NOW back to the TWO questions that I asked at the begining of this school of the boat knuppel2

1.)  What is a Screaming Alpha???

2.)  How do you put out a magnesium fire???
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Ctwilley
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« Reply #11 on: October 14, 2008, 08:21:08 AM »

You would put out a Class D fire with a Type 1 or Type 2 Class D fire extinguisher which utilizes the following chemicals:

Type 1: (used for controling magnesium, sodium, potassium, sodium potassium alloys, uranium, and powdered aluminum fires) Uses sodium chloride to cake on the metal and smother the fire.

Type 2: (used for any class D fire including lithium) uses a copper based dry powder.
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Darrin
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« Reply #12 on: October 15, 2008, 10:10:05 AM »

Alright folks it is Wed and it is time for JT to keep moving on with this block of instruction, so with that being said

A "Screaming Alpha" is a person who is on fire and screaming the hole time before either the fire on them is put out or they are overcome by the fire and yes as all of us know a person when burned leaves an ash IF they burn long enough and hot enough. And sadly I have seen it in person and heard the screams of the victim, it is not a pretty site nor will you ever forget that smell and for the first couple hours no matter how many showers and bath's you take you will not feel like you got that smell off of you.

For a Magnesium fire on a submarine the only thing to do (or at least what I was taught in the early 90's) was to COOL the surrounding area with as much water as you can put on it. The flares that were carried onboard used magnesium and the PYRO lockers have a flooding system to put as much water into that locker and then into the bilges as the fire main can handle and the only thing that we could do was cool the surrounding area to keep it from catching fire and burning more of the boat up. Obviously the boat if submerged would have to surface and start running the trim and drain pumps to get as much water out of the boat as possible and then head for the closest Naval Port at the best possible speed and hope that the magnesium doesn't burn through the hull and if it does hope like hell you have a DC plug big enough to fit the hole in the hull and that your crew is very proficient in that aspect of DC.

On a WWII diesel boat who's fire mains more then likely are inop and the boat catches fire the only thing that your can try to do is put a fire extinguisher or two on it and then shut the watertight doors and ventalation hull stops and try to contain the fire into that one compartment. And yes that means securing the electricity to the boat and evacuating the whole boat until the F&ES show up and you tell them what compartment it is in and that hopefully you have it contained to one compartment located in x compartment. The BIG reason why I keep telling you to get the hell out of the boat after you have tried immediate actions is because you don't have any self contained breathing apparatus' and a fire main ready to go in case of a fire. While I do know that Torsk has an OBA mounted and some canisters for it and a FFE and an operational P-100 with hoses to reach anywhere inside of the pressure hull, I would hesitate to use it unless there were TWO or more folks in OBA's and we had enough fire extinguishers/hoses for the job because you have to be on the buddy system when fighting these fires because if you lone ranger it and you become incapacitated you will become a casualty that the fire dept was not expecting to have to try to find and then remove you from the boat while they are fighting the fire.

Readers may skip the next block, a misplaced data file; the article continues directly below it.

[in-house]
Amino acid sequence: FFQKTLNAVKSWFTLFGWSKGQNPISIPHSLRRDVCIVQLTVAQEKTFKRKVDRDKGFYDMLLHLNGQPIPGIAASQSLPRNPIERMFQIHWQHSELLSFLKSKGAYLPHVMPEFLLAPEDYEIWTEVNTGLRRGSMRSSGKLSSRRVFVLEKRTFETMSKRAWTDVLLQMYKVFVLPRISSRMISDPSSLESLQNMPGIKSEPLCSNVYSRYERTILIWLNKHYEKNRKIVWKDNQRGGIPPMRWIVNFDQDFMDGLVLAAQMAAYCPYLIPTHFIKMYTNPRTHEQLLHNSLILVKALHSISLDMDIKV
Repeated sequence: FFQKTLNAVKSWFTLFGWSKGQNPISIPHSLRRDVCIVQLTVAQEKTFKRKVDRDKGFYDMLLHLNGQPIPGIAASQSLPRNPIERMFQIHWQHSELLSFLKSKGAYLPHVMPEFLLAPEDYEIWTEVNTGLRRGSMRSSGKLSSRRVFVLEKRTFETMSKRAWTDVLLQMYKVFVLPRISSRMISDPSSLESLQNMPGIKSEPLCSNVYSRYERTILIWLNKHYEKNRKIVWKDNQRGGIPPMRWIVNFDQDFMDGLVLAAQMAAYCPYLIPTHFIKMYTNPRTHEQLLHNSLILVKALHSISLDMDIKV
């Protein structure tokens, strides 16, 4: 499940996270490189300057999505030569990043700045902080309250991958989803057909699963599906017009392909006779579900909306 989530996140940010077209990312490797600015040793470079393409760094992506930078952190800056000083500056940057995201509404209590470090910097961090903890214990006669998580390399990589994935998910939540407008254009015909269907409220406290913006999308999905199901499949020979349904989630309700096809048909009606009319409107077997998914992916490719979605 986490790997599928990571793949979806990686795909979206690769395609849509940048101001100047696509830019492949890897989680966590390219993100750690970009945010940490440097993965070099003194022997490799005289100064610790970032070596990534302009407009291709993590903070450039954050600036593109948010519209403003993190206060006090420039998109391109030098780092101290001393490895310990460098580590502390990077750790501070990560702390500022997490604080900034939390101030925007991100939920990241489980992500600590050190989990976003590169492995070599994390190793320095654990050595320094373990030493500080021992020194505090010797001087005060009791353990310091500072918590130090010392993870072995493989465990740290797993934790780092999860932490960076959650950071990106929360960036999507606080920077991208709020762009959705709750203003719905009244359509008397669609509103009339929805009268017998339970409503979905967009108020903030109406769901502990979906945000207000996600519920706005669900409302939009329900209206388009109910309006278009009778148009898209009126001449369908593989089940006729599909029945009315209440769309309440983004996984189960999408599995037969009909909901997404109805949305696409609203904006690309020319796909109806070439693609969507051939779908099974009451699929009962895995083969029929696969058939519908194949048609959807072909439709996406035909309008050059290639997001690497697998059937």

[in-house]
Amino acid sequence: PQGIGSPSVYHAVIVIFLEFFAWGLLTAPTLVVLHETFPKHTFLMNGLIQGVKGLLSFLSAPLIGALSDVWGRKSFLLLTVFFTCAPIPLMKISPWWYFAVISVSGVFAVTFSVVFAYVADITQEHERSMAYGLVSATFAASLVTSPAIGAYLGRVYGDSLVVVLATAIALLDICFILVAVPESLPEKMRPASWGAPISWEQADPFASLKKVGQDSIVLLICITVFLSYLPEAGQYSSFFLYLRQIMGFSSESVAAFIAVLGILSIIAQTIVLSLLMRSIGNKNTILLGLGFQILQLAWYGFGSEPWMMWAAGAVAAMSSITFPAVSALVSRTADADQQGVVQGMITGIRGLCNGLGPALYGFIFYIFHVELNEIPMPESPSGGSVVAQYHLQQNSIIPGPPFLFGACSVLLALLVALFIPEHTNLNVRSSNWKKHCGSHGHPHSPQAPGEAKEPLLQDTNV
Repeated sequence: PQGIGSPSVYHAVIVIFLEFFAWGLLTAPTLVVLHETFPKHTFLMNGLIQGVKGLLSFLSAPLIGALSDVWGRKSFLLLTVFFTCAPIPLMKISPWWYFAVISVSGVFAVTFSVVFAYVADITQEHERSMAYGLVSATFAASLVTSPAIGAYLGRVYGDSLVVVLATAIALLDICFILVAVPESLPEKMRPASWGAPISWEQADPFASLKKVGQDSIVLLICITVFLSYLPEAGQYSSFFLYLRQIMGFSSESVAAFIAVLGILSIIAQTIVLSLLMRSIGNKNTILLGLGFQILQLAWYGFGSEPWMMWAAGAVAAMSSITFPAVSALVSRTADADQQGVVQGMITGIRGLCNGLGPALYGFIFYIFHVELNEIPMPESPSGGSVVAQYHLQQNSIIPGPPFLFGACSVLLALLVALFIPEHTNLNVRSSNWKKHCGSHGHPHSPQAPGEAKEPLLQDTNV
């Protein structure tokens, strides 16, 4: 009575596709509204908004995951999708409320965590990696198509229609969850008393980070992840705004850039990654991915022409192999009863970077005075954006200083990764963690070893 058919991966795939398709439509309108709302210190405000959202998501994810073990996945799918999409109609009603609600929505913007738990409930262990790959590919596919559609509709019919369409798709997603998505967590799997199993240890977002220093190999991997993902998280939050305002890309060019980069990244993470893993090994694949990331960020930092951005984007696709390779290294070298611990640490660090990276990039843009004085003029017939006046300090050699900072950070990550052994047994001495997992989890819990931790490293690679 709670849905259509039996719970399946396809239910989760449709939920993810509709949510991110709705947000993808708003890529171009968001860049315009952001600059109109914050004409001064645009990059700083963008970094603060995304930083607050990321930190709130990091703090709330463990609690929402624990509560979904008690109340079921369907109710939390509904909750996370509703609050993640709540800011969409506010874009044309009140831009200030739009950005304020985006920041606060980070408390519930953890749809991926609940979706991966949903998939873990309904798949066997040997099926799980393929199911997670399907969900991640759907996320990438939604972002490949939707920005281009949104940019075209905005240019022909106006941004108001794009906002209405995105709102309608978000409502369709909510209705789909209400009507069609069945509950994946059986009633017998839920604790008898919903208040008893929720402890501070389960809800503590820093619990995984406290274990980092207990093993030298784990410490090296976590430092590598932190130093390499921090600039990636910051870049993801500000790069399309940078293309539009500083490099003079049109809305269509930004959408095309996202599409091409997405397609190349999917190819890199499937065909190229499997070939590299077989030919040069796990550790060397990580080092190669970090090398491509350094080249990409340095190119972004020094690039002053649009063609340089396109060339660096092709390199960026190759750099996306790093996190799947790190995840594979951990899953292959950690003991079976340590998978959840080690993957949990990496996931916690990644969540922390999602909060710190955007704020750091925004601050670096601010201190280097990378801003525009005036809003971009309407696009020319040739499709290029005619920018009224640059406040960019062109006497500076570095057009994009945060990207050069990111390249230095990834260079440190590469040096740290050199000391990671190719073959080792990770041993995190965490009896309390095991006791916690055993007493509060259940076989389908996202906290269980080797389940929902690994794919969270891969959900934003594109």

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JTheotonio
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« Reply #13 on: October 15, 2008, 11:36:00 AM »

I'm working on a question.  My regular job is taking up way too much time (doing two jobs, plus this is tough).
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« Reply #14 on: October 15, 2008, 12:36:56 PM »

Breathing is something we take for granted.  It is however important.  Prolonged submergence in a WWII Fleet Submarine will cause the original air in the submarine to become vitiated by the 1) reduced level of O2 and 2) by the increased level of CO2. This quiz falls more in to emergencies.  However, part of the question is vitial to working in a damaged compartment.   buck2

So my question is multi-part.
1. What are the upper acceptable levels of CO2?
2. What is the lower acceptable level of O2?
3. You are using chemical absorbents to reduce CO2, but you also need to stay submerged longer, what are you two options to revitalize the atmosphere?
4. Describe the locations and use of the oxygen system.

Lance, as you know Miners (not minors) where know to use little birds in cages.  They took the birds down in the mines when working.  Birds would collapse before a miner did when methane levels went too high.